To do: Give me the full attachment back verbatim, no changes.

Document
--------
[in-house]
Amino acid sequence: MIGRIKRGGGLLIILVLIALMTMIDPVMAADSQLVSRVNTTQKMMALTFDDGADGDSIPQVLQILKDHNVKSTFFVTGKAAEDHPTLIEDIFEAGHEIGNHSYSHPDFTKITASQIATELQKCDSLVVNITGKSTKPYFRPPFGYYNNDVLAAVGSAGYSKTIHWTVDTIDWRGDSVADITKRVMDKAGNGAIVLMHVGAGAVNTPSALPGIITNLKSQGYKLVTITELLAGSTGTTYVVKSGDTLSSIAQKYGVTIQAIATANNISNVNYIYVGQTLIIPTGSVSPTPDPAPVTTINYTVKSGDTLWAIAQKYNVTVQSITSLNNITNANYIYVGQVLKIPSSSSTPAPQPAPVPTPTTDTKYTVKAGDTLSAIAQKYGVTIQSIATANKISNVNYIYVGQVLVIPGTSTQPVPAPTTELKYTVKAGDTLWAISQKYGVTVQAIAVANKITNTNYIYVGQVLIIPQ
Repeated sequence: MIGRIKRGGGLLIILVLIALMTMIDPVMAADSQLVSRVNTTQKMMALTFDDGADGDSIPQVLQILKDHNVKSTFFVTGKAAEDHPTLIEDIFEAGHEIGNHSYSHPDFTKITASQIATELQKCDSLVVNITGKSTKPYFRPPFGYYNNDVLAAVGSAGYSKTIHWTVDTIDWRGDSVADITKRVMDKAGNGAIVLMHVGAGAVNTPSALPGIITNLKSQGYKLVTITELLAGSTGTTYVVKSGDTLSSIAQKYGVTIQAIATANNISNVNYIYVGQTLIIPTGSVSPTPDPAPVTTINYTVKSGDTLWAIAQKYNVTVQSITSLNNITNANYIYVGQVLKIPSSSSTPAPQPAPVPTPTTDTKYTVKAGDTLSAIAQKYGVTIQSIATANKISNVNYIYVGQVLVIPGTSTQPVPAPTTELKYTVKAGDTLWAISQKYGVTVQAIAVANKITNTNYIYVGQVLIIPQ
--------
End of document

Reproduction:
[in-house]
Amino acid sequence: MIGRIKRGGGLLIILVLIALMTMIDPVMAADSQLVSRVNTTQKMMALTFDDGADGDSIPQVLQILKDHNVKSTFFVTGKAAEDHPTLIEDIFEAGHEIGNHSYSHPDFTKITASQIATELQKCDSLVVNITGKSTKPYFRPPFGYYNNDVLAAVGSAGYSKTIHWTVDTIDWRGDSVADITKRVMDKAGNGAIVLMHVGAGAVNTPSALPGIITNLKSQGYKLVTITELLAGSTGTTYVVKSGDTLSSIAQKYGVTIQAIATANNISNVNYIYVGQTLIIPTGSVSPTPDPAPVTTINYTVKSGDTLWAIAQKYNVTVQSITSLNNITNANYIYVGQVLKIPSSSSTPAPQPAPVPTPTTDTKYTVKAGDTLSAIAQKYGVTIQSIATANKISNVNYIYVGQVLVIPGTSTQPVPAPTTELKYTVKAGDTLWAISQKYGVTVQAIAVANKITNTNYIYVGQVLIIPQ
Repeated sequence: MIGRIKRGGGLLIILVLIALMTMIDPVMAADSQLVSRVNTTQKMMALTFDDGADGDSIPQVLQILKDHNVKSTFFVTGKAAEDHPTLIEDIFEAGHEIGNHSYSHPDFTKITASQIATELQKCDSLVVNITGKSTKPYFRPPFGYYNNDVLAAVGSAGYSKTIHWTVDTIDWRGDSVADITKRVMDKAGNGAIVLMHVGAGAVNTPSALPGIITNLKSQGYKLVTITELLAGSTGTTYVVKSGDTLSSIAQKYGVTIQAIATANNISNVNYIYVGQTLIIPTGSVSPTPDPAPVTTINYTVKSGDTLWAIAQKYNVTVQSITSLNNITNANYIYVGQVLKIPSSSSTPAPQPAPVPTPTTDTKYTVKAGDTLSAIAQKYGVTIQSIATANKISNVNYIYVGQVLVIPGTSTQPVPAPTTELKYTVKAGDTLWAISQKYGVTVQAIAVANKITNTNYIYVGQVLIIPQ